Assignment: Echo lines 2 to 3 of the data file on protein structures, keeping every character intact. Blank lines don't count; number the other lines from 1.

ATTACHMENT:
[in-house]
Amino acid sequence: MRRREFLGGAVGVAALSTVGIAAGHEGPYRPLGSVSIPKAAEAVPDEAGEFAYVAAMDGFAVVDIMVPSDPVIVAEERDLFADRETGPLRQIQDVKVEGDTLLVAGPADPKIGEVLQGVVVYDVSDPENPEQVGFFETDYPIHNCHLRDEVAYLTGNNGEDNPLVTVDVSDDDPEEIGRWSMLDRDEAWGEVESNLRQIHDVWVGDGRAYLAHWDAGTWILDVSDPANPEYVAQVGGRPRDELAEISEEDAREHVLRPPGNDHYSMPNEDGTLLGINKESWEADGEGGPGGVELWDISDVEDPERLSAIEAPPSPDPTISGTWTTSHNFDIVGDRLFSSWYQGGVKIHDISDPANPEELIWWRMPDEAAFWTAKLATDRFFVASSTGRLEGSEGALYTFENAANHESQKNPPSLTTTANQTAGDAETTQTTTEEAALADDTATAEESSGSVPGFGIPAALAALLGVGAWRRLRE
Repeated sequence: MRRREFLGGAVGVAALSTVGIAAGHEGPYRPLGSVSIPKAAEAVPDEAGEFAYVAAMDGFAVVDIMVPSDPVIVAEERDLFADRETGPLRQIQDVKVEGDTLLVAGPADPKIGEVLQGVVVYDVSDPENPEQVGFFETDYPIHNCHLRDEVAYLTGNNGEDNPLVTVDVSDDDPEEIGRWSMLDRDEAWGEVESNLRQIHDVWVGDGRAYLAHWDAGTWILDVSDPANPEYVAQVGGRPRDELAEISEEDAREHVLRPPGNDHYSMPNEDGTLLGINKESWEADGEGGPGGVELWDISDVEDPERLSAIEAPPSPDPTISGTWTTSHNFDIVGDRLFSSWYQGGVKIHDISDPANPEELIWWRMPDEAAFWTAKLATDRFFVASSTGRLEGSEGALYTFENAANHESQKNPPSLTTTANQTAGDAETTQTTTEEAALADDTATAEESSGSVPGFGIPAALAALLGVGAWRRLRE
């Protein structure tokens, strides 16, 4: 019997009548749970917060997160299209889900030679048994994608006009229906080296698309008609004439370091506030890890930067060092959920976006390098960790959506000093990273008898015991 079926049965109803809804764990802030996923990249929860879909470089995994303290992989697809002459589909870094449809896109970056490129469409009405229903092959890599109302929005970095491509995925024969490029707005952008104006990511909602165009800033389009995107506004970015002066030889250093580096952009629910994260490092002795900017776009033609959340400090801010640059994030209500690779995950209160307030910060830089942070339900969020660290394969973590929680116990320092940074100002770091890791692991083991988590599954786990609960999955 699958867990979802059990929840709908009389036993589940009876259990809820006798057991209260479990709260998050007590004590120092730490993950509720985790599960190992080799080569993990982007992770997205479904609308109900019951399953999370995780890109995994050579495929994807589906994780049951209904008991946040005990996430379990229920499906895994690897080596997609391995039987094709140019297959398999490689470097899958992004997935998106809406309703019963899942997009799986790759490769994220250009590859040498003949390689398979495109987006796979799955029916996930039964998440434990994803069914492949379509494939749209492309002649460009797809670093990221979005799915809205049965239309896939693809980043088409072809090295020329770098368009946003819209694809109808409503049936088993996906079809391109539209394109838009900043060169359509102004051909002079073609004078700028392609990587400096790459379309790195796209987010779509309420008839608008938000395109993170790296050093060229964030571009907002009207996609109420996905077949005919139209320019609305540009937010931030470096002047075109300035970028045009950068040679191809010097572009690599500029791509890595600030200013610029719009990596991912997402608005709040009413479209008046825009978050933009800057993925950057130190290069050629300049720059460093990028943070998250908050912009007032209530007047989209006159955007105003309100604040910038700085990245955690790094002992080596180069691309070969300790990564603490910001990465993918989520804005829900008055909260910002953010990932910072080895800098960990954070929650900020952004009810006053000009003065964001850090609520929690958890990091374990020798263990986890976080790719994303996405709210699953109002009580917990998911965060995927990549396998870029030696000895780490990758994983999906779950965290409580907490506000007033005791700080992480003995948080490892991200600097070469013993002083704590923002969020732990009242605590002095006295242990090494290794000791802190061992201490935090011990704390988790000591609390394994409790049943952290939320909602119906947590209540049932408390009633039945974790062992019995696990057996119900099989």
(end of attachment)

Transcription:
Amino acid sequence: MRRREFLGGAVGVAALSTVGIAAGHEGPYRPLGSVSIPKAAEAVPDEAGEFAYVAAMDGFAVVDIMVPSDPVIVAEERDLFADRETGPLRQIQDVKVEGDTLLVAGPADPKIGEVLQGVVVYDVSDPENPEQVGFFETDYPIHNCHLRDEVAYLTGNNGEDNPLVTVDVSDDDPEEIGRWSMLDRDEAWGEVESNLRQIHDVWVGDGRAYLAHWDAGTWILDVSDPANPEYVAQVGGRPRDELAEISEEDAREHVLRPPGNDHYSMPNEDGTLLGINKESWEADGEGGPGGVELWDISDVEDPERLSAIEAPPSPDPTISGTWTTSHNFDIVGDRLFSSWYQGGVKIHDISDPANPEELIWWRMPDEAAFWTAKLATDRFFVASSTGRLEGSEGALYTFENAANHESQKNPPSLTTTANQTAGDAETTQTTTEEAALADDTATAEESSGSVPGFGIPAALAALLGVGAWRRLRE
Repeated sequence: MRRREFLGGAVGVAALSTVGIAAGHEGPYRPLGSVSIPKAAEAVPDEAGEFAYVAAMDGFAVVDIMVPSDPVIVAEERDLFADRETGPLRQIQDVKVEGDTLLVAGPADPKIGEVLQGVVVYDVSDPENPEQVGFFETDYPIHNCHLRDEVAYLTGNNGEDNPLVTVDVSDDDPEEIGRWSMLDRDEAWGEVESNLRQIHDVWVGDGRAYLAHWDAGTWILDVSDPANPEYVAQVGGRPRDELAEISEEDAREHVLRPPGNDHYSMPNEDGTLLGINKESWEADGEGGPGGVELWDISDVEDPERLSAIEAPPSPDPTISGTWTTSHNFDIVGDRLFSSWYQGGVKIHDISDPANPEELIWWRMPDEAAFWTAKLATDRFFVASSTGRLEGSEGALYTFENAANHESQKNPPSLTTTANQTAGDAETTQTTTEEAALADDTATAEESSGSVPGFGIPAALAALLGVGAWRRLRE